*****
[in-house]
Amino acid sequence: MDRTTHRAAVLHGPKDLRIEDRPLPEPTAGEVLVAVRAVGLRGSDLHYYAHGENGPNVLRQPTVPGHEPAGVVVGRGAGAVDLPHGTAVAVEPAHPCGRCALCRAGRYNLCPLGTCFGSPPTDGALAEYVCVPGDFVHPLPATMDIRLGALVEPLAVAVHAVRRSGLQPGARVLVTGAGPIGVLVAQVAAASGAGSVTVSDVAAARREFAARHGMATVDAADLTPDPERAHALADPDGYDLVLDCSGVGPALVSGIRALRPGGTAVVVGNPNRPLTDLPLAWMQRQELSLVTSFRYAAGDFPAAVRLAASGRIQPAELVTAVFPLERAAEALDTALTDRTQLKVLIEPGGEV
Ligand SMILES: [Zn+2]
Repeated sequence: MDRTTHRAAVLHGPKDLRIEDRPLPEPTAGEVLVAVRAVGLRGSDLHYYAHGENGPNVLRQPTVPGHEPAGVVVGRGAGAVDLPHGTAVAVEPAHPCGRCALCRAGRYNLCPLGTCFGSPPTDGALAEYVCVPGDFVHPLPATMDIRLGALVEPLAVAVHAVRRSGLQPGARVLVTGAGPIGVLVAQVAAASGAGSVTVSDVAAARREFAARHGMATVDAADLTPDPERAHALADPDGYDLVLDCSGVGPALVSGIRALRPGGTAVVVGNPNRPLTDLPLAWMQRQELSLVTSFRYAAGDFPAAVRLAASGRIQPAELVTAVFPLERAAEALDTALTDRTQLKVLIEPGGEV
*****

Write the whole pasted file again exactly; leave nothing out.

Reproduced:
[in-house]
Amino acid sequence: MDRTTHRAAVLHGPKDLRIEDRPLPEPTAGEVLVAVRAVGLRGSDLHYYAHGENGPNVLRQPTVPGHEPAGVVVGRGAGAVDLPHGTAVAVEPAHPCGRCALCRAGRYNLCPLGTCFGSPPTDGALAEYVCVPGDFVHPLPATMDIRLGALVEPLAVAVHAVRRSGLQPGARVLVTGAGPIGVLVAQVAAASGAGSVTVSDVAAARREFAARHGMATVDAADLTPDPERAHALADPDGYDLVLDCSGVGPALVSGIRALRPGGTAVVVGNPNRPLTDLPLAWMQRQELSLVTSFRYAAGDFPAAVRLAASGRIQPAELVTAVFPLERAAEALDTALTDRTQLKVLIEPGGEV
Ligand SMILES: [Zn+2]
Repeated sequence: MDRTTHRAAVLHGPKDLRIEDRPLPEPTAGEVLVAVRAVGLRGSDLHYYAHGENGPNVLRQPTVPGHEPAGVVVGRGAGAVDLPHGTAVAVEPAHPCGRCALCRAGRYNLCPLGTCFGSPPTDGALAEYVCVPGDFVHPLPATMDIRLGALVEPLAVAVHAVRRSGLQPGARVLVTGAGPIGVLVAQVAAASGAGSVTVSDVAAARREFAARHGMATVDAADLTPDPERAHALADPDGYDLVLDCSGVGPALVSGIRALRPGGTAVVVGNPNRPLTDLPLAWMQRQELSLVTSFRYAAGDFPAAVRLAASGRIQPAELVTAVFPLERAAEALDTALTDRTQLKVLIEPGGEV